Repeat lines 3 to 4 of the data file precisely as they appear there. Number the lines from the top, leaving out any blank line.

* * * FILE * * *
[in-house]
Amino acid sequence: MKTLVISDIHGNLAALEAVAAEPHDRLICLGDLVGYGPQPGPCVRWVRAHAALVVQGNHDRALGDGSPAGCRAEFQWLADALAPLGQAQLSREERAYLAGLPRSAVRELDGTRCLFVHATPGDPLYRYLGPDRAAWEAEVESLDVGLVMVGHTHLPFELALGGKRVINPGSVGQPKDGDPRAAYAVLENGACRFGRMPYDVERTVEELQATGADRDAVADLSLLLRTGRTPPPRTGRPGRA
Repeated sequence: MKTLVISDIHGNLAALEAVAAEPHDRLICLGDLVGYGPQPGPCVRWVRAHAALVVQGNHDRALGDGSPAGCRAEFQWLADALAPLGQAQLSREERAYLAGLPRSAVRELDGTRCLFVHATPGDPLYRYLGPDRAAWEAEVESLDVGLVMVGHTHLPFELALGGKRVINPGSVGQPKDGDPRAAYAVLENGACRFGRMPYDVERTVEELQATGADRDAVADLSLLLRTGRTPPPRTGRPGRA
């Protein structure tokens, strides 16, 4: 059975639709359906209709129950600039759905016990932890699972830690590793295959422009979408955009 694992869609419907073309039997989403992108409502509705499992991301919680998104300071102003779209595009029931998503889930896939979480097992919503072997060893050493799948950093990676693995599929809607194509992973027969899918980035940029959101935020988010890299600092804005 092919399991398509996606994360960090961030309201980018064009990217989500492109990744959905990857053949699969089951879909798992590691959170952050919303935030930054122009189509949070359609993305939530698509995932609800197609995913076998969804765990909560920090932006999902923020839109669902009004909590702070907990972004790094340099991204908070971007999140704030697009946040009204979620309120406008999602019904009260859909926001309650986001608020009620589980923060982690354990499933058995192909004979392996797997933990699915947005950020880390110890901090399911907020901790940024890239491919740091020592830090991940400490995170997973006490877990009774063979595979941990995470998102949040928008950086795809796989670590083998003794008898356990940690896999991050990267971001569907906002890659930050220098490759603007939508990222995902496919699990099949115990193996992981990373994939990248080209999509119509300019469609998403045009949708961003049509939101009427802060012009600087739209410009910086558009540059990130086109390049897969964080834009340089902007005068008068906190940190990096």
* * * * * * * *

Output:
Repeated sequence: MKTLVISDIHGNLAALEAVAAEPHDRLICLGDLVGYGPQPGPCVRWVRAHAALVVQGNHDRALGDGSPAGCRAEFQWLADALAPLGQAQLSREERAYLAGLPRSAVRELDGTRCLFVHATPGDPLYRYLGPDRAAWEAEVESLDVGLVMVGHTHLPFELALGGKRVINPGSVGQPKDGDPRAAYAVLENGACRFGRMPYDVERTVEELQATGADRDAVADLSLLLRTGRTPPPRTGRPGRA
């Protein structure tokens, strides 16, 4: 059975639709359906209709129950600039759905016990932890699972830690590793295959422009979408955009 694992869609419907073309039997989403992108409502509705499992991301919680998104300071102003779209595009029931998503889930896939979480097992919503072997060893050493799948950093990676693995599929809607194509992973027969899918980035940029959101935020988010890299600092804005 092919399991398509996606994360960090961030309201980018064009990217989500492109990744959905990857053949699969089951879909798992590691959170952050919303935030930054122009189509949070359609993305939530698509995932609800197609995913076998969804765990909560920090932006999902923020839109669902009004909590702070907990972004790094340099991204908070971007999140704030697009946040009204979620309120406008999602019904009260859909926001309650986001608020009620589980923060982690354990499933058995192909004979392996797997933990699915947005950020880390110890901090399911907020901790940024890239491919740091020592830090991940400490995170997973006490877990009774063979595979941990995470998102949040928008950086795809796989670590083998003794008898356990940690896999991050990267971001569907906002890659930050220098490759603007939508990222995902496919699990099949115990193996992981990373994939990248080209999509119509300019469609998403045009949708961003049509939101009427802060012009600087739209410009910086558009540059990130086109390049897969964080834009340089902007005068008068906190940190990096």